Over spring break, Professor Kathryn Johnston hosted a group of 30 high-school students from the New York Harbor School. Prof. Johnston discussed her research on "galatic cannibalism" which focuses on how the Milky Way has evolved over time by gravitational interactions with other galaxies, i.e., capturing and accreting them. Prof. Johnston also spoke with the students about various career paths into science. Following the talk, the students toured the Rutherfurd Observatory with undergraduate Doug Thornhill.
Friday, March 29, 2013
Tuesday, March 26, 2013
Last week, Ashley Pagnotta, a post-doc at the American Museum of Natural History, gave a talk entitled, "Supernovae: Cosmic Candles of the Universe." Ashely's research focuses on stellar explosions known as supernovae which occur toward the end of a star's life. Different phenomena give rise to different types of supernovae and by understanding the nature of these explosions, astronomers can better constrain the parameters that help us describe the behavior of our Universe.
It was less than a hundred years ago that astronomers even discovered that the Universe wasn't static, i.e., "standing still". Using the doppler effect to measure the speed at which galaxies were moving away from Earth and cepheid variable stars to measure distance, Edwin Hubble made a plot of of these two variables and discovered that the farther a galaxy was from Earth, the faster it was moving a way from us. Today, we call this plot the Hubble Diagram in his honor and continue to update it as we make better and better measurements. You can make you own Hubble Diagram using data from the Sloan Digital Sky Survey here.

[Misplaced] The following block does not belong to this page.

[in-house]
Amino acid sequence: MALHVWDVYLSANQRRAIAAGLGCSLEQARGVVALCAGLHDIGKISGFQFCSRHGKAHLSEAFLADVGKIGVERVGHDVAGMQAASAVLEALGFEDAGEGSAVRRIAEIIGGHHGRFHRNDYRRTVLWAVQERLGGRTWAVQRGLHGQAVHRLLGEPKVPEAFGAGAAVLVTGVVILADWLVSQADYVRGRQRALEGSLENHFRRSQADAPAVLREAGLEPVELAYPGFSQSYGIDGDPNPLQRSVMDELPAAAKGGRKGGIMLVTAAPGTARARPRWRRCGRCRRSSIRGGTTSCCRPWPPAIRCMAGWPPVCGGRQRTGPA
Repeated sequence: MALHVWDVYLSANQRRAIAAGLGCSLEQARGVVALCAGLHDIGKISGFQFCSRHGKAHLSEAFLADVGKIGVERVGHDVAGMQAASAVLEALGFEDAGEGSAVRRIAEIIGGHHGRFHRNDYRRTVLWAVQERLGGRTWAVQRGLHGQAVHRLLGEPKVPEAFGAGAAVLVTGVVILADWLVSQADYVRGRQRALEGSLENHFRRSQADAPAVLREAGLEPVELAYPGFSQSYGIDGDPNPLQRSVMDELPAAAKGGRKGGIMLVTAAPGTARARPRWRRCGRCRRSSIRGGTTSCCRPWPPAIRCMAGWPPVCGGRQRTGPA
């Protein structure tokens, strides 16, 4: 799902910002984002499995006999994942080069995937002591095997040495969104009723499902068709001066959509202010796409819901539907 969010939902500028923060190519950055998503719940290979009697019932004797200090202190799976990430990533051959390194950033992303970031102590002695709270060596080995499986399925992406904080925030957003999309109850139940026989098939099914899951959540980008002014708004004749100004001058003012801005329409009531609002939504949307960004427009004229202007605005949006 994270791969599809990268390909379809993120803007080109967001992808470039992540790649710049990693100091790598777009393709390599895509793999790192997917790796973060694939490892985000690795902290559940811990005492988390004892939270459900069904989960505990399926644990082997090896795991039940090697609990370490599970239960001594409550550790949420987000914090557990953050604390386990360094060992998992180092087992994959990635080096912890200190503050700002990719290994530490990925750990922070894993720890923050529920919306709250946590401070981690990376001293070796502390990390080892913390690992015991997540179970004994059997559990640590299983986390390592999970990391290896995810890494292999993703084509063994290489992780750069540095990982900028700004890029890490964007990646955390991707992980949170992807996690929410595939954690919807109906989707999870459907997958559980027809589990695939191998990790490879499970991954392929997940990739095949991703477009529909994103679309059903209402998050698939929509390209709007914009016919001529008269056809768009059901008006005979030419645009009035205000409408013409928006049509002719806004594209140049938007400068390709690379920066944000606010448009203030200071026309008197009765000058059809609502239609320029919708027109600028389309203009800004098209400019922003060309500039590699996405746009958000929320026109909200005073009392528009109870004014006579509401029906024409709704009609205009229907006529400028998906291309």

While Hubble's work showed that Universe is expanding, it said nothing about the future of this expansion. To investigate this, two teams of astronomers proposed using Type 1a supernovae to probe the Universe out to greater distances, and therefore farther back in time. They used Type 1a supernovae instead of cepheid variables as these supernovae have a characteristic explosion that allows astronomers to use them as a standard candle of sorts; astronomers know how bright they are at a given distance so they can observe them at various distances and extrapolate their true distance based on their observed brightness. Both teams ended up discovering that the expansion of the Universe was *accelerating*, giving rise to the theory of dark energy, and as a result we awarded the Nobel Prize for Physics in 2011.
Ashely went on to explain how studying how Type 1a supernovae form in more detail can help astronomers minimize errors associated with their distance measurements and thereby improve our understanding of dark energy. You can view the slides from Ashely's talk here.
Unfortunately, the skies were cloudy again so after the lecture, the 120+ audience members toured the roof with the help of graduate student Adrian Price-Whelan, viewed 3D movies with undergraduate Jose Montelongo, and learned about Comet PANSTARRS with Director of Outreach, Summer Ash, and graduate student Yong Zheng.